When Israeli Defense Minister Avigdor Liberman was in the opposition, he knew exactly how to fight terrorism. He spoke confidently of renewing targeted assassinations of terror chiefs, halting the transfer of funds to the Palestinian Authority — which were being used to pay exorbitant salaries to terrorists in Israeli jails — and of imposing emergency law “everywhere it is necessary” to eradicate terrorism.
“I remind the prime minister and Cabinet members: Words do not stop terrorists. Security is gained through an iron fist,” he said.
What a difference a few weeks — and the responsibility of having to implement the iron fist, not just talk about it — can make. The chilling terror attack in a Tel Aviv restaurant last week, in which two well-dressed terrorists who looked like European tourists stood up and opened fire on diners, killing four Israelis, Hy”d, and injuring at least five others, brought the same kind of military response that we saw before Liberman took control of defense. A few hundred more soldiers were dispatched to Yehudah and Shomron. That’s all.
When then-Defense Minister Moshe Yaalon did the same thing, Liberman was the first to call his approach, and that of his boss, Prime Minister Binyamin Netanyahu, “catastrophic.”
To be fair, Liberman isn’t the first politician to be embarrassed by his electioneering bombast. He promised to bring security with his no-nonsense approach to terrorism, only to discover that it isn’t so simple. What else is new? But it teaches the public — which understandably pines for a comprehensive solution to terrorism — that the situation is complex and can’t be resolved in a zbeng-v’gamarnu, quick-fix manner.
The operative conclusion of Liberman’s appointment and the “more of the same” response of the defense establishment is that there is no magic pill that cures terrorism. We need to recognize our limitations, and do sincere soul-searching along with tefillah and proper hishtadlus to deal with these challenges.
Desperate ideas include those of Infrastructure Minister Chaim Katz, of the Likud, who called for “extraordinary measures” against the village of Yatta, home to the two terrorists, Khalid and Muhammad Musa Mehamara, and other terrorists (including relatives of the two).
“The village from which these terrorists originated needs to be treated down to its roots, a deterrent [so harsh] that will go down in the village’s history, and it [the village] needs to be in quarantine for a long time,” he said, adding that, “If the terrorists would know that their extended family would be expelled, they would think twice before attacking.”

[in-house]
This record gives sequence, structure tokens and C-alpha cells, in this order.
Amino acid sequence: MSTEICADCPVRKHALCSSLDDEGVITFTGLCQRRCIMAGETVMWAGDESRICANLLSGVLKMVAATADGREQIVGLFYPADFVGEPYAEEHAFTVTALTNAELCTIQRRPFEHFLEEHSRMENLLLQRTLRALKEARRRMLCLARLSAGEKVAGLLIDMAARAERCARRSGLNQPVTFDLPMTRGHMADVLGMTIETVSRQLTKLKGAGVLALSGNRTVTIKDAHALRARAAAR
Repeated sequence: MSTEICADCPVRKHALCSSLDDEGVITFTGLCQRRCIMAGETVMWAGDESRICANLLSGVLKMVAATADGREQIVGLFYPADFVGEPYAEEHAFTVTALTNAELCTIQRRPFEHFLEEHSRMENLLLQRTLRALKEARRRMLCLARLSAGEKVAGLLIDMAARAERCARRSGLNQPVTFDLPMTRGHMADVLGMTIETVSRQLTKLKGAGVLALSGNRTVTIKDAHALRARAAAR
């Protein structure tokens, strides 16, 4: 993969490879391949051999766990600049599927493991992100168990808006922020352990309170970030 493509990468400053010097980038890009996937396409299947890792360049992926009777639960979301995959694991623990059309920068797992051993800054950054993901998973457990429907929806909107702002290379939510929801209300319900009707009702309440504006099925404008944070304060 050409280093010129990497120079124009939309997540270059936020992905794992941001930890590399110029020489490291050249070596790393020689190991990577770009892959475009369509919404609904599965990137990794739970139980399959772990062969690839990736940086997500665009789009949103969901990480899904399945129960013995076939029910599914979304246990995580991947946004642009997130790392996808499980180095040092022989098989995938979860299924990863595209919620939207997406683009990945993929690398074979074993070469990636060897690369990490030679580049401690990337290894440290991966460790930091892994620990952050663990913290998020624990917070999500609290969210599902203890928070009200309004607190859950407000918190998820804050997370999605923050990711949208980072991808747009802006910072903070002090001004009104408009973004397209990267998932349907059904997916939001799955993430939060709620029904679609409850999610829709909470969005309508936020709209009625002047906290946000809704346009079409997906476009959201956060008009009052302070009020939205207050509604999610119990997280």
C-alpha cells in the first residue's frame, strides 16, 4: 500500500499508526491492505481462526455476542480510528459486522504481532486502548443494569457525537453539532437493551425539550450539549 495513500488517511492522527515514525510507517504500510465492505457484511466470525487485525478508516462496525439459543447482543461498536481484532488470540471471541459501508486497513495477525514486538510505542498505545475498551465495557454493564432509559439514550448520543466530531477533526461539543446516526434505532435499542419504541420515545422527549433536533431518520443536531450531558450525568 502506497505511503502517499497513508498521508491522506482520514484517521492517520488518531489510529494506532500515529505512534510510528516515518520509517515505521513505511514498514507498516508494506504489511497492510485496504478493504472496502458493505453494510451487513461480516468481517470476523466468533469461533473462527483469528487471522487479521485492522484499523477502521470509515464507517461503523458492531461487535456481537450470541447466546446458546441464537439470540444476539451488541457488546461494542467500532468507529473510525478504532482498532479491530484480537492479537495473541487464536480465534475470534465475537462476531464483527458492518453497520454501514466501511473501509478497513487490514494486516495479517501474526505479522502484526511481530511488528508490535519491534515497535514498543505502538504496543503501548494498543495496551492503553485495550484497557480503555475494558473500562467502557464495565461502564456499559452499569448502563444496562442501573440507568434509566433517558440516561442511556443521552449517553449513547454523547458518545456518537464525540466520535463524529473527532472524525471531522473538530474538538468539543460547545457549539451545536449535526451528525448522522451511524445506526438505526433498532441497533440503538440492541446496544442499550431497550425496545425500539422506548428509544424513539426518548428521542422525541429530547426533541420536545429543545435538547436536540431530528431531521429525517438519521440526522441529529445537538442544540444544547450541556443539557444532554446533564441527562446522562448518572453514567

But Israel’s High Court of Justice bans the practice as “collective punishment.” The same court that put the lives of soldiers at risk over Palestinian civilians upon entering suspect buildings, and that put the lives of civilians at risk by overruling the IDF on the route of the security barrier, will not allow the government to expel the families of terrorists, even though the entire security establishment believes it would save Jewish lives.
So until the Knesset legislates laws allowing it to overrule the courts, or the members of the court either come to their senses or are replaced by people who have sense, it is not a realistic solution.
What is realistic, and has been shown to be effective, is to demolish the homes of terrorists, but the deterrence effect depends on the proximity between the terror attack and the demolition. In the past, the bureaucracy and the courts created delays; today, the time has been cut dramatically, but it needs further improvement.
There are other, non-military solutions, that don’t require court approval, and therefore can and should be implemented.
One, the incitement in Palestinian schools, mosques and media is intolerable. Children from the age of kindergarten are taught to kill Jews. Indeed, candies were distributed in the streets of PA-controlled areas in Yehudah and Shomron to celebrate the killings in Tel Aviv. Pressure must be brought to bear on PA chairman Mahmoud Abbas to ban anti-Semitic school texts, media broadcasts and mosque sermons. It isn’t enough for Israel to make the demand; it must come from Washington and the European capitals that treat him as a statesman and offer him assistance. If he wants the Palestinian Authority to be treated as a respected member of the international community, he must see to it that the PA acts accordingly.
Second, the terrorists knew the layout of the restaurant, and that it had no security guards checking for weapons, because they’d worked in Israel, illegally, like thousands of others. Who hires these workers? Israeli builders and others, who are willing to jeopardize the lives of others to save a few shekels. The Knesset must legislate stiff fines and imprisonment for anyone who is caught employing an illegal Palestinian migrant.
Third, it is time to show zero-tolerance for those who are tolerant of terrorism, including those in the media. When CNN can headline its “Tel Aviv Shooting Update” as follows: “Shots fired at outdoor market, At least 3 dead, 2 ‘terrorists’ captured” — that should evoke outrage. Is there any doubt as to whether men who open fire at civilians in a restaurant are terrorists? This immoral attempt to appear unbiased sends a message to the Palestinians that the world accepts such actions as justifiable due to the “occupation.”
Even more outrageous was the report of MSNBC which blamed the shootings on Israel’s “most right-wing government ever.” (One of the two MSNBC presenters was Ayman Mohyeldin, who was caught lying last year after attempting to portray a knife-wielding terrorist as an unarmed man shot by Israeli police simply for cutting in line at a checkpoint).
May the families of the four who were killed be comforted among the mourners of Zion, and maybe the wounded have a full and speedy recovery among the cholim of Klal Yisrael.